Dominic Cummings’ appearance at the UK COVID-19 inquiry, with expletive-laden evidence amounting to a reputational carpet-bombing of Boris Johnson and Matt Hancock, has dominated the news agenda.
The eagerly anticipated appearance of Lee Cain, ex-Downing Street director of communications, at the UK COVID-19 inquiry more than lived up to the hype, with a series of explosive revelations.
Simon Baugh, chief executive of the Government Communication Service, has announced that government comms professionals will be trained in propriety and ethics over the coming months.
A senior member of the Government’s Scientific Advisory Group for Emergencies (SAGE) during the COVID-19 pandemic has criticised the comms approach that was taken to reach ethnic minorities.
Speaking at the COVID-19 inquiry, Lord Gus O’Donnell, who was John Major’s press secretary and went on to serve as cabinet secretary under Tony Blair, Gordon Brown and David Cameron, has hit out at “disastrous” comms special advisers.
The government failed to ‘provide clear, consistent and visible public health messaging’ throughout the COVID-19 pandemic, according to the British Medical Association.
AI models developed by the Government Communication Service will replace the media grid used for decades and remove the need for comms teams to come up with plans themselves, it has emerged.
The Department of Health and Social Care has brought in a replacement to cover for Rachel Carr, director of communications, who recently went on maternity leave.
The UK COVID-19 inquiry’s decision to hand a three-year contract worth £1.6m to M&C Saatchi is ‘an absolute disgrace’ and ‘deeply deceitful’, according to families of people who died during the pandemic.
British intelligence has been involved in the work of the Government’s controversial Counter Disinformation Unit since its inception, according to newly released documents from the independent public inquiry into the COVID-19 pandemic.
Who got their message across most effectively in this chaotic year?
In less than a year you’ll have to answer a question: who looks best in front of No. 10 Downing Street?
Rishi Sunak’s decision to promote Nerissa Chesterfield to succeed Amber de Botton as Downing Street director of communications has been welcomed by comms and public affairs specialists.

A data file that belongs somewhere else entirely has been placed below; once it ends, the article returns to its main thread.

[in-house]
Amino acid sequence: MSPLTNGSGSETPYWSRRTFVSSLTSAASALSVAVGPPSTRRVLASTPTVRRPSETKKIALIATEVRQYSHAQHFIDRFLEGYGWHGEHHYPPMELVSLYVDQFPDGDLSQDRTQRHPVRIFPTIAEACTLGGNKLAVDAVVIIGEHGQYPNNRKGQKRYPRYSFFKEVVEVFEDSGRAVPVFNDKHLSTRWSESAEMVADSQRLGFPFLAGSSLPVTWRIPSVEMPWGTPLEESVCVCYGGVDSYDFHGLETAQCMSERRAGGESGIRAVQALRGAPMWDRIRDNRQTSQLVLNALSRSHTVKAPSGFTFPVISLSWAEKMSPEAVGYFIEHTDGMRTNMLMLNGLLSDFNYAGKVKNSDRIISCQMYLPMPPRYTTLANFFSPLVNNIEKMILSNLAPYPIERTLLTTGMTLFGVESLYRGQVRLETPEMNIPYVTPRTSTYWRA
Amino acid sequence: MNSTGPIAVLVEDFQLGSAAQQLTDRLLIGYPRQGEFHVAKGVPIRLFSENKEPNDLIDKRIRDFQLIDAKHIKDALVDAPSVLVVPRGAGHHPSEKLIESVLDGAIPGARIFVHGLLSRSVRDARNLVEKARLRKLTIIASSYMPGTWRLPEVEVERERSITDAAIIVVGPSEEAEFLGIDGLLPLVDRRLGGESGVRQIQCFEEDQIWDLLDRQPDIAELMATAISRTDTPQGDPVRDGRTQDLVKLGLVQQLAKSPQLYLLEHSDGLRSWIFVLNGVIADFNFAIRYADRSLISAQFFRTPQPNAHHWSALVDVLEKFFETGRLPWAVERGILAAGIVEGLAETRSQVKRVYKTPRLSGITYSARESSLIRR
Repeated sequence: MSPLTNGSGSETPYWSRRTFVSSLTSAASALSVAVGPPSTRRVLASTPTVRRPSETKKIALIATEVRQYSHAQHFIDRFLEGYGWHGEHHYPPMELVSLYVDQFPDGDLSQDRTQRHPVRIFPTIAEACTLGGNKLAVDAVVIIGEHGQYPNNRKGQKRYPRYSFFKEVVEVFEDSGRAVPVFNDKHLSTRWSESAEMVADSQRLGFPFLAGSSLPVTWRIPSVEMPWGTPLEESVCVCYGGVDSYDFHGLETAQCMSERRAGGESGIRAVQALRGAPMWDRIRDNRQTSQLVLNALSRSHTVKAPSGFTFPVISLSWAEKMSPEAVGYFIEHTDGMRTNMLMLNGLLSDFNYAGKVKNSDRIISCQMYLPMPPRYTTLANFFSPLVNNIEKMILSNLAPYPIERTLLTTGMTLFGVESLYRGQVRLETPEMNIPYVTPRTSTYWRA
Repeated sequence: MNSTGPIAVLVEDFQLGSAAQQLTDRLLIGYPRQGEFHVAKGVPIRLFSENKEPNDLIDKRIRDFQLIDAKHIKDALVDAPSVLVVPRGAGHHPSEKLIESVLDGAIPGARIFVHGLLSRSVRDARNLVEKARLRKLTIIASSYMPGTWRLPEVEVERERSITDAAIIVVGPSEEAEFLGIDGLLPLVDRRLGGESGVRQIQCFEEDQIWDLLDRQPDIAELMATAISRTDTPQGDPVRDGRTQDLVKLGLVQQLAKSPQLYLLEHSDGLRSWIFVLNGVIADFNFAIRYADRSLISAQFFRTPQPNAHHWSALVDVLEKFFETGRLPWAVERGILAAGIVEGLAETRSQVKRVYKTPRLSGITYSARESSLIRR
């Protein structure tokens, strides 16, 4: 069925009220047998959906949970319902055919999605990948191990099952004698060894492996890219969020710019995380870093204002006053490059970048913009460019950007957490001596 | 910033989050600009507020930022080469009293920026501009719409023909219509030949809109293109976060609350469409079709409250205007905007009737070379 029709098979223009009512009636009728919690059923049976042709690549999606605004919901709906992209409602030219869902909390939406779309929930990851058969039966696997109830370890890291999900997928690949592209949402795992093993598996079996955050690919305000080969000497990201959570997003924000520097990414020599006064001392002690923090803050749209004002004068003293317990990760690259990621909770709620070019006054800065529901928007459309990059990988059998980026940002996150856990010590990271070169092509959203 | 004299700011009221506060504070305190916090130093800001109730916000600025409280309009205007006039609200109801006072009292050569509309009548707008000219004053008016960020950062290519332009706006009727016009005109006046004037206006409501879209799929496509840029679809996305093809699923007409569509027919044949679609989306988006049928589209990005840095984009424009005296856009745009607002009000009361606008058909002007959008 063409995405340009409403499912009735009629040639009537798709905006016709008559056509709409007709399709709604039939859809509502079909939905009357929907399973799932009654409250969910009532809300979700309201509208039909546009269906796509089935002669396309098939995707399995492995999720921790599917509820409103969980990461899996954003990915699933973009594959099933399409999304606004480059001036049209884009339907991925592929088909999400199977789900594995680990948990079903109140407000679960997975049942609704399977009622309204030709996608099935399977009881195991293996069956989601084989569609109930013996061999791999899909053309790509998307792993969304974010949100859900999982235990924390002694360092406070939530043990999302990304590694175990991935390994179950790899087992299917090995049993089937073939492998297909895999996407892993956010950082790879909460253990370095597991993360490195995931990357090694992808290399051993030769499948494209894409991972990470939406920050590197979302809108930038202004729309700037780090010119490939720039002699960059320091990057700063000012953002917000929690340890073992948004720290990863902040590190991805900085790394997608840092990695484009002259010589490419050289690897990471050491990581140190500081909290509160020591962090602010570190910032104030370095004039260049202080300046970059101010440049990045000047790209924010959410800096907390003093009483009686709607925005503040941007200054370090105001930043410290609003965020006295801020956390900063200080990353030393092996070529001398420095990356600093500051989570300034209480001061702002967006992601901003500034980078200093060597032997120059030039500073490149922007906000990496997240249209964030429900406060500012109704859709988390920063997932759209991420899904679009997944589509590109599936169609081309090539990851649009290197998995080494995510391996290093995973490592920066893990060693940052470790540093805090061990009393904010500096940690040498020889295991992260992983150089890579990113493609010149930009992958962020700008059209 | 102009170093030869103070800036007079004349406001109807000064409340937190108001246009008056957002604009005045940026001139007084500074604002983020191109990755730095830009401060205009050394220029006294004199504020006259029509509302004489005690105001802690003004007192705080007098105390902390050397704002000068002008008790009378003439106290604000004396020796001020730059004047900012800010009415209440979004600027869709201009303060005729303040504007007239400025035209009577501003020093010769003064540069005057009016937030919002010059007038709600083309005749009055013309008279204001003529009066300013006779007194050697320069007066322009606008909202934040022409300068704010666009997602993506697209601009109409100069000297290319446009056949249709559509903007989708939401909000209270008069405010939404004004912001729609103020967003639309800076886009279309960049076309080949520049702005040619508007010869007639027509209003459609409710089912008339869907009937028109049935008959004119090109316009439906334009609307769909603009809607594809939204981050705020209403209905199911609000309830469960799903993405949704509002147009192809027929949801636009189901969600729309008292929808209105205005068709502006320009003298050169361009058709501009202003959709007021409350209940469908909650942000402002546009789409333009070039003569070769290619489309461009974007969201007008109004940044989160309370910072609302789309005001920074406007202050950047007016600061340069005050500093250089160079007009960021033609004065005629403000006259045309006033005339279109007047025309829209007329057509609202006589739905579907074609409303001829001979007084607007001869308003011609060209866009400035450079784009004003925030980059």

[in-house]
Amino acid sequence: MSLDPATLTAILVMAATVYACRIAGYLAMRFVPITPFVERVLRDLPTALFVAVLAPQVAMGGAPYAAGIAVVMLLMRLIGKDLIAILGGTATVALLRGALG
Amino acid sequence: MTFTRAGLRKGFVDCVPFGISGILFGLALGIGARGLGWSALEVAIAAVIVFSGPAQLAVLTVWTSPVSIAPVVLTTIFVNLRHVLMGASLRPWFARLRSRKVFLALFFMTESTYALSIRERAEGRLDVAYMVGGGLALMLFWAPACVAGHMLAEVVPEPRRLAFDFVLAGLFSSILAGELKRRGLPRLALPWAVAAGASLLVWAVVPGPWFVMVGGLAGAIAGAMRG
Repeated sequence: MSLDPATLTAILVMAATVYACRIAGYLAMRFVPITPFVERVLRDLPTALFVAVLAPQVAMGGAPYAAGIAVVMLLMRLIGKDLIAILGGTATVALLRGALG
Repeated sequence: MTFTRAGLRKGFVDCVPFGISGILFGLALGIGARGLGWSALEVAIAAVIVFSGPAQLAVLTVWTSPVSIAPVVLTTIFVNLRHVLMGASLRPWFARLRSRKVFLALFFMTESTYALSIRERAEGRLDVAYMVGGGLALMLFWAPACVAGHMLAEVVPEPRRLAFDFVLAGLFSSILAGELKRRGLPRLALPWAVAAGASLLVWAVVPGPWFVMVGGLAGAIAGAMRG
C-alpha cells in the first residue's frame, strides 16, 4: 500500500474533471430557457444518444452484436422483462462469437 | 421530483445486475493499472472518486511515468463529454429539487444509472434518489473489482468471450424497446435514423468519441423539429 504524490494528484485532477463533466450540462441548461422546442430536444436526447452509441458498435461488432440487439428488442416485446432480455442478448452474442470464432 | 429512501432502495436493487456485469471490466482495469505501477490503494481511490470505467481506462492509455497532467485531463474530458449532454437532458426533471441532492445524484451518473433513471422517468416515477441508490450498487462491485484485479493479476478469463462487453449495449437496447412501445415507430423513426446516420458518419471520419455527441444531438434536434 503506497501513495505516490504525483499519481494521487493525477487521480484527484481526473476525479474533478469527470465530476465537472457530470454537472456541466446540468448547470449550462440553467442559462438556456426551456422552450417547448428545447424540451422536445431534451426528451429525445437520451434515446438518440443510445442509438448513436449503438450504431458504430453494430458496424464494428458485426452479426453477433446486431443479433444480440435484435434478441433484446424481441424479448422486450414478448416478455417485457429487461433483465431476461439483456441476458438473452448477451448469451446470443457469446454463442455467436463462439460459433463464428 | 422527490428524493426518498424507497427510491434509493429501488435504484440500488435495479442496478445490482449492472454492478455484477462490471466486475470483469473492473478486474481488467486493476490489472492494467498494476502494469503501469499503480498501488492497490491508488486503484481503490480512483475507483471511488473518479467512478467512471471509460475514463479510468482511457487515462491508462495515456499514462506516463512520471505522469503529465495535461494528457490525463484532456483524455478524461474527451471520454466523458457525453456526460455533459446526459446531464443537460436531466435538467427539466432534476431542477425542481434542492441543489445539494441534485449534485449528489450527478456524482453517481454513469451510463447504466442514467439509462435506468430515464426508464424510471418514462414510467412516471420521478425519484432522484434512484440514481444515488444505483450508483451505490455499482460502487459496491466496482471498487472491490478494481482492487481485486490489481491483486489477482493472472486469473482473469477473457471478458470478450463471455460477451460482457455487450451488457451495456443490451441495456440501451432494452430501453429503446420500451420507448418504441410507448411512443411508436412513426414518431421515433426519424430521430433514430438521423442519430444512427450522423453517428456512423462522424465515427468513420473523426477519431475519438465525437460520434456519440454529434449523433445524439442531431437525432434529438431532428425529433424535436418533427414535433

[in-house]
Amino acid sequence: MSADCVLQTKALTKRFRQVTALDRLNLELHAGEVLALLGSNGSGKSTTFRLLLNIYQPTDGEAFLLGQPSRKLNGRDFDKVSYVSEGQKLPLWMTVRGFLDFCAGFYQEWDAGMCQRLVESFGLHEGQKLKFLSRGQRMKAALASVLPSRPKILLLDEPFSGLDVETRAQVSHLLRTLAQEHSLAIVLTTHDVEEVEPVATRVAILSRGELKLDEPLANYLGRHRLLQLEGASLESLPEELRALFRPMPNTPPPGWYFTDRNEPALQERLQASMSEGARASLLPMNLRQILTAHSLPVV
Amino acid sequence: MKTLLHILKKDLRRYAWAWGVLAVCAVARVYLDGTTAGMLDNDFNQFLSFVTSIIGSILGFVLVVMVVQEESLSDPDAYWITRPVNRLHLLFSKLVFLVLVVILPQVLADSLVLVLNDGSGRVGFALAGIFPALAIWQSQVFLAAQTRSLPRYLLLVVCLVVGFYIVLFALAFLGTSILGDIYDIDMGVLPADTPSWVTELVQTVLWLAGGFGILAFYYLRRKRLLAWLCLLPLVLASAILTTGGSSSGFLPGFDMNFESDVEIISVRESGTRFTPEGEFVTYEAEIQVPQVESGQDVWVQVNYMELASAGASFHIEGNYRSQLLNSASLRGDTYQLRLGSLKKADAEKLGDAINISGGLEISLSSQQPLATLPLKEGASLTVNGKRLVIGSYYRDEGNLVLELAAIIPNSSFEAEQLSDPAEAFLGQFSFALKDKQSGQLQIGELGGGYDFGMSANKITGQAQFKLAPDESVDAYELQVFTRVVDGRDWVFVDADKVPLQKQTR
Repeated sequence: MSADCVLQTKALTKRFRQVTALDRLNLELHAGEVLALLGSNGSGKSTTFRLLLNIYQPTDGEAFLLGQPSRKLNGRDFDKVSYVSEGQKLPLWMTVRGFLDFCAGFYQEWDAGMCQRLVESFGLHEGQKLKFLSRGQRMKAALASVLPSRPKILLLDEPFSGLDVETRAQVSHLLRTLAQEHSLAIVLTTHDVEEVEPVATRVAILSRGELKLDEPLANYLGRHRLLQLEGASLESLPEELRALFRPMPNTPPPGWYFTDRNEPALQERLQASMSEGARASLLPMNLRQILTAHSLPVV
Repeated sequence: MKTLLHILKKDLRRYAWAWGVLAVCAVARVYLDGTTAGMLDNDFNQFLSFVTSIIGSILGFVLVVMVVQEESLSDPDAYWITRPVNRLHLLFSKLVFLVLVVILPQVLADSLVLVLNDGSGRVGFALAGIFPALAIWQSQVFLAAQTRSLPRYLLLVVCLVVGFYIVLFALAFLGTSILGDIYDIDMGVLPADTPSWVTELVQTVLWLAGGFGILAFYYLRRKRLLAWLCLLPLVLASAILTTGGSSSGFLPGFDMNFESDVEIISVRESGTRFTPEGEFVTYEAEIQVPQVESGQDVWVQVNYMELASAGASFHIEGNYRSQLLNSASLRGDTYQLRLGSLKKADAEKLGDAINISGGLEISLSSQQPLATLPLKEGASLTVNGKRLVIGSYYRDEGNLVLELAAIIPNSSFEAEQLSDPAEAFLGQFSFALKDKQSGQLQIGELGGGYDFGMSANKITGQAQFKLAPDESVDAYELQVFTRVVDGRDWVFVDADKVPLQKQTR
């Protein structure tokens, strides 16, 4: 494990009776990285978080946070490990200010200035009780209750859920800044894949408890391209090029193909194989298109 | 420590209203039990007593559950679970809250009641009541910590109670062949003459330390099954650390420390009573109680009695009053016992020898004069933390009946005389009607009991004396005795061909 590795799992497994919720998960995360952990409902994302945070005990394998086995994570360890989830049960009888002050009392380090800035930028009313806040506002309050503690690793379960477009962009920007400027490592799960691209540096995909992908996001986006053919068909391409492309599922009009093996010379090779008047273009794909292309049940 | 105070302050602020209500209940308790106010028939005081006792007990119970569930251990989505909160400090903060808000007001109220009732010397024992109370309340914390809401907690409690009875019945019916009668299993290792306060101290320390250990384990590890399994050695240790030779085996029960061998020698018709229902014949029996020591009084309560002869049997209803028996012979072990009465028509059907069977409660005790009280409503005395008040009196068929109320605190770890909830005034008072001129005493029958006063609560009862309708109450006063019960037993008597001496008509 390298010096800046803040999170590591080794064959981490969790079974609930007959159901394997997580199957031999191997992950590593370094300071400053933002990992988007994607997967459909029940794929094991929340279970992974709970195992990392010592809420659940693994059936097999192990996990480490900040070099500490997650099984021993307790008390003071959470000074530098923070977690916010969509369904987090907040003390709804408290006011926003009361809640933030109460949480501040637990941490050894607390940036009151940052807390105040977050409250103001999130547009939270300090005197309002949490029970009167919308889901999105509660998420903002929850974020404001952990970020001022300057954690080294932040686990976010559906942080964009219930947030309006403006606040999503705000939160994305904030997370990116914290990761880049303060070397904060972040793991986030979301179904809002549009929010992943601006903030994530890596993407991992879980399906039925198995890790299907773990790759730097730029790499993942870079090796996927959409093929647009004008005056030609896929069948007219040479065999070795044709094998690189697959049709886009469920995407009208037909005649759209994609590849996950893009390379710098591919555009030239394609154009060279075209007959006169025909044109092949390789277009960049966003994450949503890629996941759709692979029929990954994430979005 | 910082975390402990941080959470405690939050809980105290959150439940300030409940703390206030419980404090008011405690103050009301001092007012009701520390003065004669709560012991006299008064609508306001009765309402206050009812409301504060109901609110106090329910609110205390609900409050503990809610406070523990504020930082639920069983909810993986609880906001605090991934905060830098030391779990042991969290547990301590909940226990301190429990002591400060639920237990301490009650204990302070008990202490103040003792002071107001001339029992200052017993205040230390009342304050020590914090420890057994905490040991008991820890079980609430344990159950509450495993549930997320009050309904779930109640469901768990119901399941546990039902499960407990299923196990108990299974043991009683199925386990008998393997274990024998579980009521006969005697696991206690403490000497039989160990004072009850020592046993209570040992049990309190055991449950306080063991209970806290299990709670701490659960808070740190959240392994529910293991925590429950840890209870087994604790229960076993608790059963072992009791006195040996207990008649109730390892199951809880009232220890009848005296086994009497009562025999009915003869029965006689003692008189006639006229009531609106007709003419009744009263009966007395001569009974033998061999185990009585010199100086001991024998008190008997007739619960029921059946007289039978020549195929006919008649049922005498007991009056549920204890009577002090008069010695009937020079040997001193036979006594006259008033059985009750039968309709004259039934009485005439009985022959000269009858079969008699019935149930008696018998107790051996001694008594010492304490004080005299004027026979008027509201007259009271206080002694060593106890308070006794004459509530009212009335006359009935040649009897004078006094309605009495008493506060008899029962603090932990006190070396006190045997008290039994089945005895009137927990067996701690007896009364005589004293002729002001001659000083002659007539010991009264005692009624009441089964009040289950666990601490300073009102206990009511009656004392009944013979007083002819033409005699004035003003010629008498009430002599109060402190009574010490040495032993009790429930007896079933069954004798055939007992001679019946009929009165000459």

Charlie Coney, creative & strategy officer, UK & EMEA, at Ogilvy UK discusses the agency's much-discussed campaign that aims to tackle sexism and misogyny among young men.
These are the most-read articles by PRWeek UK subscribers in April, measured by our ‘known audience’ of named users who logged in.
PRWeek’s UK Power Book reveals the PR pros who lead the way in their respective sectors. Today, we ranking the key players in public sector comms.
The iron discipline for which the Scottish National Party has been renowned in recent years is starting to rust.
Do you sympathise with former Health Secretary and jungle celeb Matt Hancock or applaud ruthless journalist and author Isabel Oakeshott?
A party surging in the polls rarely gets three pieces of great news in one day.
From the diary of a Cannes virgin and the newest agencies to watch to the Top 150 consultancies and the biggest people moves of the year.
Strategic comms advisor Guto Harri, who was director of communications at No. 10 from February until September this year, discusses the skills required for the top comms role in government – and why newcomer Amber de Botton’s CV ‘affords credibility and demands respect’.
Far from being a drain on resources, as the likes of the TaxPayers’ Alliance claim, comms plays a vitally important role in many areas of the NHS.
The second Thursday of each month is always a significant day in the NHS comms calendar.
Thinking back to that time, it strikes me just how important it is, as a young PR, to be confident to push yourself forward for the jobs you think you’re too junior for.
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Wild Card PR, London
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